TOKYO (Reuters) - The Bank of Japan can heighten inflation expectations by patiently maintaining its ultra-easy policy, deputy governor Masazumi Wakatabe said, in a sign the reflationist-minded newcomer won’t call for additional stimulus any time soon.
Wakatabe also said he was mindful that the risks of prolonged easing, such as the damage that years of low rates inflict on financial institutions’ profits, could accumulate.
“The merits and demerits of the BOJ’s monetary policy change over time,” Wakatabe told parliament on Monday.
“We need to be mindful of the danger, or risk, a prolonged low-interest rate environment would weigh on bank profits and that such impact could accumulate,” he said.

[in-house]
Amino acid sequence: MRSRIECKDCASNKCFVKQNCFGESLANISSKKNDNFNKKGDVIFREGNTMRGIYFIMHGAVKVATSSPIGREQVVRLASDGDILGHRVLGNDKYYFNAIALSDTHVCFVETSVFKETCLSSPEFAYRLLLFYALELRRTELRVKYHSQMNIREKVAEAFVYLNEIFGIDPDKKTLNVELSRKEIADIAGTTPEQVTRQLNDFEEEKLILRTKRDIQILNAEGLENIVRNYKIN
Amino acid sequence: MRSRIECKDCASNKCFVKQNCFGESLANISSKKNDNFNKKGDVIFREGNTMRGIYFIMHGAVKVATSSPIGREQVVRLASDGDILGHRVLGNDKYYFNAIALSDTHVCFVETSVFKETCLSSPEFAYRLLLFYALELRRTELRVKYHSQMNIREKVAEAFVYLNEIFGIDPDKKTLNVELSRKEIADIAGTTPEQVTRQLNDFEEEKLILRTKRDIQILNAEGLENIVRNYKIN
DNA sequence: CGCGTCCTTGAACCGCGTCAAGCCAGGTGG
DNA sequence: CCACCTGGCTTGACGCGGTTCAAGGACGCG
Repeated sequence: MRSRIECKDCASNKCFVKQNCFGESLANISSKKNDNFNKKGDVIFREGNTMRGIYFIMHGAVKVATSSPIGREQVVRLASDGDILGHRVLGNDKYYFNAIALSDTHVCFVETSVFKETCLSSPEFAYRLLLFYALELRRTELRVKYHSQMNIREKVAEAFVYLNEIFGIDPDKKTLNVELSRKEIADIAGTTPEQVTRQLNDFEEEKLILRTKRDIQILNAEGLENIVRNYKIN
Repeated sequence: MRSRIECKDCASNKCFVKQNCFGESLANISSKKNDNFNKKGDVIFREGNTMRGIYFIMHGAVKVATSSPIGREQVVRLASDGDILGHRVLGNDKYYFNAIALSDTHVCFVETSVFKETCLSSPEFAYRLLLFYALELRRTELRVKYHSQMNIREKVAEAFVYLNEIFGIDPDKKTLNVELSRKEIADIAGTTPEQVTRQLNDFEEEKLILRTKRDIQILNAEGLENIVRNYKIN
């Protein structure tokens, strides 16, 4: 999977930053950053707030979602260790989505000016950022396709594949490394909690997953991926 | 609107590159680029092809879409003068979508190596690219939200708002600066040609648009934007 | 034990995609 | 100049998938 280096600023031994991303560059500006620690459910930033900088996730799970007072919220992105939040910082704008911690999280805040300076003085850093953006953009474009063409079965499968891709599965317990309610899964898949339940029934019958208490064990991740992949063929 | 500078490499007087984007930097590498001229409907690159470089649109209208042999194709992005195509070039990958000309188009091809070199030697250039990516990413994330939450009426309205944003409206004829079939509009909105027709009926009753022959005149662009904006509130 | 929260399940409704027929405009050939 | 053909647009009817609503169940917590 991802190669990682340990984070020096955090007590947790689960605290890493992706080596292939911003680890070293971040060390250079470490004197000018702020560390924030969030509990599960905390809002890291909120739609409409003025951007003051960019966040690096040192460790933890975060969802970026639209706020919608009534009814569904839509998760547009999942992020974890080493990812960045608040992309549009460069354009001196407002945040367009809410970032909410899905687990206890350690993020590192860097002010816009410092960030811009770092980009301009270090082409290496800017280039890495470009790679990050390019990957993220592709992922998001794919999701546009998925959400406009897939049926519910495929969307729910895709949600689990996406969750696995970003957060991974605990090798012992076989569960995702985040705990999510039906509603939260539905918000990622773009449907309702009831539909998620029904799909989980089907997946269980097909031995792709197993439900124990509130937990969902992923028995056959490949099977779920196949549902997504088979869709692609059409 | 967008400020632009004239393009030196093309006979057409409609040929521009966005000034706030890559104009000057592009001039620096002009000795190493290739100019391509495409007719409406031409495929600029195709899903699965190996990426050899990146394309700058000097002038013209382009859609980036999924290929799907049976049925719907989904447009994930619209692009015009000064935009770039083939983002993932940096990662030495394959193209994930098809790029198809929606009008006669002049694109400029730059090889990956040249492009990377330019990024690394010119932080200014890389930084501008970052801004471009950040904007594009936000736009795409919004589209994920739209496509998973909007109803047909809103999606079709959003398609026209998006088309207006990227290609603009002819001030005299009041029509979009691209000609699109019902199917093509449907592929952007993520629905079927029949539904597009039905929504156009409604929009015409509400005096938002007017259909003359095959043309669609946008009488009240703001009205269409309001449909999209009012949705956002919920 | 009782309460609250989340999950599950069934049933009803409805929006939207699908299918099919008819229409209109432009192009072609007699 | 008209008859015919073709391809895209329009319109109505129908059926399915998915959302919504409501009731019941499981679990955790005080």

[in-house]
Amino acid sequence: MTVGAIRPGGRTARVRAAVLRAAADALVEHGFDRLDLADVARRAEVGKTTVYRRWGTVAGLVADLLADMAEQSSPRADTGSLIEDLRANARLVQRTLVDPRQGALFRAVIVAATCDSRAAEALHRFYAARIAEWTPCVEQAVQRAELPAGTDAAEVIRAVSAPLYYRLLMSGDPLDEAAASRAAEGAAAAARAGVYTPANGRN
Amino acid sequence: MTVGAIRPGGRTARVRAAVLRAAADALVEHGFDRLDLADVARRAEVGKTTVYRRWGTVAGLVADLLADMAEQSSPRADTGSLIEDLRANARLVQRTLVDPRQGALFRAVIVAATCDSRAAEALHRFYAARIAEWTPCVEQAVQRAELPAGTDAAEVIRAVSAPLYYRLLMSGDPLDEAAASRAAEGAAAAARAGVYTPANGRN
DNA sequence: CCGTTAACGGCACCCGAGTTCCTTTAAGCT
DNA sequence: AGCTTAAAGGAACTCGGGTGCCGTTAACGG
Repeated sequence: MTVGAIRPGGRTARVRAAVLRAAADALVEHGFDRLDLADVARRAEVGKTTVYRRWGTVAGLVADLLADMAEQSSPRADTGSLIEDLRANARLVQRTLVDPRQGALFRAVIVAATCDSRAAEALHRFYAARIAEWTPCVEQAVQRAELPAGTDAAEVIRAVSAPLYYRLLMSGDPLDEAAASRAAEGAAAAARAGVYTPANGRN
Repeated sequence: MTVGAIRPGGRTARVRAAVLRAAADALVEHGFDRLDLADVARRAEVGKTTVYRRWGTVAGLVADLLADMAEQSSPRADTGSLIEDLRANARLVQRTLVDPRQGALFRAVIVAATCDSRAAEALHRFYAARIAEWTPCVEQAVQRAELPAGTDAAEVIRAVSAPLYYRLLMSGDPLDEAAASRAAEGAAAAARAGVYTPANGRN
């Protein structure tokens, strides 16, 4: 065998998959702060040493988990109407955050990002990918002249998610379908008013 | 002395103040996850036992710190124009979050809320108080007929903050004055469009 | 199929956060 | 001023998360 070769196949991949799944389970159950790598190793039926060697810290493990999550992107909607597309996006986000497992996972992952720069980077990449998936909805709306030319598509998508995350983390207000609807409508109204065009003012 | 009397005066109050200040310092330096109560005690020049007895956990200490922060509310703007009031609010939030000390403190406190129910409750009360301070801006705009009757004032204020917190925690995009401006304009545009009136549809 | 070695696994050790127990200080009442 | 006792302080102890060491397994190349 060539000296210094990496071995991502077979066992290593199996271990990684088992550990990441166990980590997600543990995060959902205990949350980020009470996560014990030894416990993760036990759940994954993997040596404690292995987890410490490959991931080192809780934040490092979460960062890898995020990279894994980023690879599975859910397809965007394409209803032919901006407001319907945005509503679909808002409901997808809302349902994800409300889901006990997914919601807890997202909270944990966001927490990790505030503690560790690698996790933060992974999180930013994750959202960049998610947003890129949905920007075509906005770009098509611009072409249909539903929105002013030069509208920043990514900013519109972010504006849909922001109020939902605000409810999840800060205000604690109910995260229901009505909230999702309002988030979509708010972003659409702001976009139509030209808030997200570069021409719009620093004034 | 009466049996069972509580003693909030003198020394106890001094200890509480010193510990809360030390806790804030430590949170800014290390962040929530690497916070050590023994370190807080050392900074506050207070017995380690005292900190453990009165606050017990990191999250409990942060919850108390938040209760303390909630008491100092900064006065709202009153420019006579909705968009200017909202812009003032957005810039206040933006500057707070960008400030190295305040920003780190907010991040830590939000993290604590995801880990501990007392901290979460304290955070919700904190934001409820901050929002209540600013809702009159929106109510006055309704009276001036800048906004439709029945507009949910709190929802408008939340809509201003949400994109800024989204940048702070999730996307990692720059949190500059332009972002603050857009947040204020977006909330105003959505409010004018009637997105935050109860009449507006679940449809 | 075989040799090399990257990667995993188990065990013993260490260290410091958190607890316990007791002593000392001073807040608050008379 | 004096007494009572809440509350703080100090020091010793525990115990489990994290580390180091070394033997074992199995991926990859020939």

A former academic known as a vocal advocate of aggressive easing, Wakatabe had said in the past that the BOJ should act as consumer prices were not rising quickly enough.
That has led some analysts to speculate that Wakatabe, who joined the BOJ board last month, could propose ramping up stimulus in coming months.
During Monday’s appearance, however, Wakatabe said the BOJ’s current easing has already brought many benefits to the economy, such as creating jobs.
“Inflation has yet to reach our 2 percent target but price growth is on an upward trend,” Wakatabe said.
“By patiently maintaining our current policy, we can heighten inflation expectations” that will lead to a natural increase in longer-term rates, he said.
Wakatabe said the BOJ had the tools to either expand and dial back stimulus, brushing...